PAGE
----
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Market Snapshot + Bull Flag Chart Pattern

Courtesy of Market Tamer

Market Snapshot

Well, it appears we are getting our pullback as we had expected would happen.  We are certainly grateful that we were generously hedged as indicated in last week’s newsletter.  This decline may have taken others by surprise but we were ready for it.  Our positions are now biased bearish and delta negative.  The task is now to determine likely targets for the down move.  It is difficult to accurately determine the magnitude and duration of a move such as this one.  The place to begin is to identify where a confluence of indicators exists.  These are areas where several data points line up to tell us a similar story.  While this does not mean that the market is going to cooperate, having a system is important in order to remain disciplined in your decision-making.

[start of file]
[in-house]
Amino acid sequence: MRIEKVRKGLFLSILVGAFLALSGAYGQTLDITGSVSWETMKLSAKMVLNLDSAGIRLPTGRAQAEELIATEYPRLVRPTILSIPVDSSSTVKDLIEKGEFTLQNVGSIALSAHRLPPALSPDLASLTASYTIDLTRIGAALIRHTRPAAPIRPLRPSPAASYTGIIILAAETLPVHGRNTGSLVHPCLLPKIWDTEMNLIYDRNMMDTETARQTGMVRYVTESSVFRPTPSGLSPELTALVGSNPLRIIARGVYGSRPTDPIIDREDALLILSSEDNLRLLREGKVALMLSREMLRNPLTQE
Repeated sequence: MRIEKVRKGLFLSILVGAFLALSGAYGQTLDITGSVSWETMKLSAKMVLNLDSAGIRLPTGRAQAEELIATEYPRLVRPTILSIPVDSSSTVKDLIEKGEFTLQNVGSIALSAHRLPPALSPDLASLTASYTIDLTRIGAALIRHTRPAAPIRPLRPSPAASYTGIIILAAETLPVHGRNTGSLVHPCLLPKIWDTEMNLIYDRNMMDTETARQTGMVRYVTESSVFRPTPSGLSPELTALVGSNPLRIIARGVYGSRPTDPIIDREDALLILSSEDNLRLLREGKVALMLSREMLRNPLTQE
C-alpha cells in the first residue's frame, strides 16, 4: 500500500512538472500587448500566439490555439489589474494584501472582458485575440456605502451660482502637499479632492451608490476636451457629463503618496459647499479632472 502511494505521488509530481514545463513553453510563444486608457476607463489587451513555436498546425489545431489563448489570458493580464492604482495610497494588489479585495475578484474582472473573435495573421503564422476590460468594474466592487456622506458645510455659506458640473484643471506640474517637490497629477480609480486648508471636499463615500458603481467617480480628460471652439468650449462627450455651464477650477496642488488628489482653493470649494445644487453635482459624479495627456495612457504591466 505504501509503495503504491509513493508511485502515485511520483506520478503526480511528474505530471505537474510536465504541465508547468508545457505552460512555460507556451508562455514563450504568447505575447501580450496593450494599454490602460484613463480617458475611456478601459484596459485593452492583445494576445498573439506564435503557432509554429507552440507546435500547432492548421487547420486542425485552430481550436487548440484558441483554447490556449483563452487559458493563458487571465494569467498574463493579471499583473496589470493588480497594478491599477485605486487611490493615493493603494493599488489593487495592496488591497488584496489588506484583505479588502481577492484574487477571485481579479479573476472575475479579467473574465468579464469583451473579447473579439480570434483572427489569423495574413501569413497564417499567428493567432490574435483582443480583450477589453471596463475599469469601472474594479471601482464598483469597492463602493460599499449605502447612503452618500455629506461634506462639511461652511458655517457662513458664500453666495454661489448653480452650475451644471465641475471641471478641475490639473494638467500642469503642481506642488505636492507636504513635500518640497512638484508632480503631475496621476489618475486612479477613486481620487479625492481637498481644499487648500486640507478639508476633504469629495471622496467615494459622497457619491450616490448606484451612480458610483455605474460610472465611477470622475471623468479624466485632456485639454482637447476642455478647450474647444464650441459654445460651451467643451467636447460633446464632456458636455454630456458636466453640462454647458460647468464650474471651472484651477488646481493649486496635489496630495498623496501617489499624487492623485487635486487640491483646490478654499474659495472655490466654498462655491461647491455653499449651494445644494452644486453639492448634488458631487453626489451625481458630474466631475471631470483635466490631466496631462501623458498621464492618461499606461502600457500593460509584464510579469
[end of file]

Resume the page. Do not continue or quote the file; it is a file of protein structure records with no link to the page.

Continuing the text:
It is healthy that the stock market has a pullback.  We are long-term bullish, and retracements such as these are crucial to long-term strength.  We will simply follow the correction and look to profit from it with bearish strategies, such as bear calls, long puts as well more advanced strategies which we teach at MarketTamer.com.  I am reminded of the analogy that the market goes up like an escalator and down like an elevator.  The last three trading days certainly support that truism.